The two authors have brought together their social sciences expertise to examine the issues around the place of religion in contemporary society and what that might mean for universities. There is a particular emphasis on leaders, particularly those who provide the intellectual and academic leadership.
In ‘We don’t do God’? the changing nature of public religion Professor Modood focuses upon the move from a largely Christian-secular nation to a secular multi-faith one, and the concerns and controversies that are associated with this. He goes on to consider how institutions are dealing with these changes, and what thy might have to do further to manage the freedom and inclusivity of the learning environment that is commonly expected in universities throughout the UK.
In commenting on the issues highlighted in both the essays Professor Modood says:
'Religion is increasingly seeking a public rather than merely a private presence and so is a challenge for public institutions in terms of understanding, accommodation, diversity and equality, and higher education is no exception to this. This confuses many who have a purist idea of universities as secularist institutions and so universities and colleges need to join the rethinking of secularism that is currently taking place.'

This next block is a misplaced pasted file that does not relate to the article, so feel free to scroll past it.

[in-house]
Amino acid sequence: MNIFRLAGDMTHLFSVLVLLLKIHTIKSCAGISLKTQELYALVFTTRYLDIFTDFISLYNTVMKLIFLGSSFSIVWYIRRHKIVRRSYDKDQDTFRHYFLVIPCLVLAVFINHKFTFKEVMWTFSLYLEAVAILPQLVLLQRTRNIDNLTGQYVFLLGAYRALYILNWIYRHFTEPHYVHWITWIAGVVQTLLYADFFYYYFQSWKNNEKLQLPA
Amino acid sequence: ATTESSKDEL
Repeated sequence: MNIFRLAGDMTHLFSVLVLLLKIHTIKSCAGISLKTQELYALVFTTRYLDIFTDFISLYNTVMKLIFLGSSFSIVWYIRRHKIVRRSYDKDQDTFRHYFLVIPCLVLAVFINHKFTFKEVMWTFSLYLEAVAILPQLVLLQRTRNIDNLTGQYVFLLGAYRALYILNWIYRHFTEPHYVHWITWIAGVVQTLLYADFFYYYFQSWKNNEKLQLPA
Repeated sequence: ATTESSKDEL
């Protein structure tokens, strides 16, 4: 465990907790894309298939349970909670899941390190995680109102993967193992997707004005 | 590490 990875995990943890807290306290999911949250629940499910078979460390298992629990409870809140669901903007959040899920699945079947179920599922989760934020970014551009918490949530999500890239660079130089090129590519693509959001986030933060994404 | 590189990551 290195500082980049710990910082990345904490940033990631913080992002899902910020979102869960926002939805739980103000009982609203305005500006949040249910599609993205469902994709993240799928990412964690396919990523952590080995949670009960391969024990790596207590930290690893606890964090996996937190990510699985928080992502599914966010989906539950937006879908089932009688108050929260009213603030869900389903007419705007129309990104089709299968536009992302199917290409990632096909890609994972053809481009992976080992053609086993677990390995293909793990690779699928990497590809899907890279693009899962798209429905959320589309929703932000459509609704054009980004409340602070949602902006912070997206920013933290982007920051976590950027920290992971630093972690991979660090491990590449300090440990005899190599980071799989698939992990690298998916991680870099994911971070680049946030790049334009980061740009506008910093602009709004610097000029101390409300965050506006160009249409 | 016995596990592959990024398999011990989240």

In his essay Religion, the public sphere and higher education Professor Calhoun, who leads the London School of Economics, explores how religious public issues intersect with life in universities. What are the challenges from dealing with dissent to supporting students' personal growth? Do universities help the public understand religion better? And how do university leaders, who may or may not be religious, foster incorporate religious diversity into inclusive intellectual communities?
In his foreword Sir Bob Burgess, the former vice-chancellor of Leicester University, says:
'These are not just issues of intellectual debate, but require practical solutions on a daily basis. He goes on to say ‘In terms of academic disciplines, there is an opportunity to address religious illiteracy among students and staff as opportunities arise where insights from different faiths can inform academic debate and understanding.’